B&LE triple offset hoppers


Dean Payne
 

I've been thinking about putting a B&LE car on my layout, and
remember reading that the old Ulrich triple hopper kit was based on
the B&LE prototype. However, the new Accurail kit is nicer, from
what I hear. It isn't available lettered for the B&LE (but neither
was the Ulrich, AFAIK).

A little research on Wikipedia shows that the B&LE hoppers were "rust-
colored", to hide any obvious stains from the ore that they carried,
since the Bessemer was an iron ore road. I'm not positive this
refered to the triples, but maybe to later ore hoppers.

Since I model the late 30's, the B&LE hoppers were some of the only
triples that I can justify. I've heard of build dates of 1936-37 for
some, and I saw a 1931 build date (unless I mistook the 7 as a 1,
which is possible). These were heavily-built cars. A very odd
characteristic of these cars are the trucks, 90-ton versions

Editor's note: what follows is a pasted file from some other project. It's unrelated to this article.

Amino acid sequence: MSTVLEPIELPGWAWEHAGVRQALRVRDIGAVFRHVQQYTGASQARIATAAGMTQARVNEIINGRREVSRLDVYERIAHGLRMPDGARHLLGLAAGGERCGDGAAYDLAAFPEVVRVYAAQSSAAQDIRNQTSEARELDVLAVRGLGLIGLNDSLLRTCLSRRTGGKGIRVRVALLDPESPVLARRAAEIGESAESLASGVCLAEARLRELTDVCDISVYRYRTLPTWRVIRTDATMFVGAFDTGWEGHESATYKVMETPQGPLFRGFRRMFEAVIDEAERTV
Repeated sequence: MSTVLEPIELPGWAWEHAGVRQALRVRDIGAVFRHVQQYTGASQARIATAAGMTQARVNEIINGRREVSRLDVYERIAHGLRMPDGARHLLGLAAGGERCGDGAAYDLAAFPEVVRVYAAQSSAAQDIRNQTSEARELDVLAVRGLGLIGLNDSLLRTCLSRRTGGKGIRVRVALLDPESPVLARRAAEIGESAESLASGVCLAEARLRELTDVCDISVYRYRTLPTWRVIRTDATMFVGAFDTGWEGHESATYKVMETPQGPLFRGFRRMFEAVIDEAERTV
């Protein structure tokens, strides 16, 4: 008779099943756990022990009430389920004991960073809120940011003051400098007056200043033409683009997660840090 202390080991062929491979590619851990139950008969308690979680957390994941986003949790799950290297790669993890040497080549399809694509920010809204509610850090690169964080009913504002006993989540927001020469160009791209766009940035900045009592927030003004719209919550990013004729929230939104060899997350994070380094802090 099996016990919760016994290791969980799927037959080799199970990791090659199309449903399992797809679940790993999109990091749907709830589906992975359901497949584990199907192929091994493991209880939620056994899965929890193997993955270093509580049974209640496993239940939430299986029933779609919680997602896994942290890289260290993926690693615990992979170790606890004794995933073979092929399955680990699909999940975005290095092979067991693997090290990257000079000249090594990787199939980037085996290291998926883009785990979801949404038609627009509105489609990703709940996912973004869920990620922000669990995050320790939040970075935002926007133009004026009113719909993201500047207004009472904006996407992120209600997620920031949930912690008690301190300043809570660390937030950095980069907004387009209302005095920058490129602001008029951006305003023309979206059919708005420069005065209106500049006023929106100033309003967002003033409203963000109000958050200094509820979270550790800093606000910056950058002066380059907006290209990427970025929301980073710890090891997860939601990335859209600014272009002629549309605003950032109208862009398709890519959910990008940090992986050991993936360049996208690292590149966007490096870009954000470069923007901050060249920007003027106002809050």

with "wings" on the outside that appear to be for outside-hung brake
shoes! These have not been offered anywhere in HO that I am aware
of, and would be hard to do, because most decent trucks are
engineering plastic, notoriously hard to glue to. Were these EXTRA
brake shoes, or were the heavy-duty trucks so massive that the brakes
had to be moved outside? I can't think of any other cars in the
timeframe of this list that had outside-hung brakes!

The MOST puzzling thing is that they had offset triples in the first
place, if these indeed hauled iron ore. I've heard that standard
offset triples would be about half-full of iron ore before reaching
capacity, and I don't think that even the B&LE's stout triples could
be loaded enough to justify a triple, and if so, why the offset sides
instead of the simpler ribbed sides? Most ore hoppers I've seen are
shorties, not even standard-size twins. I wondered if they somehow
found a way (post-WWII) to process the ore at the mine in such a way
that made it purer and denser. That would be the one explanation I
can think of for a switch from triples to shorties, but that is pure
speculation.

Dean Payne

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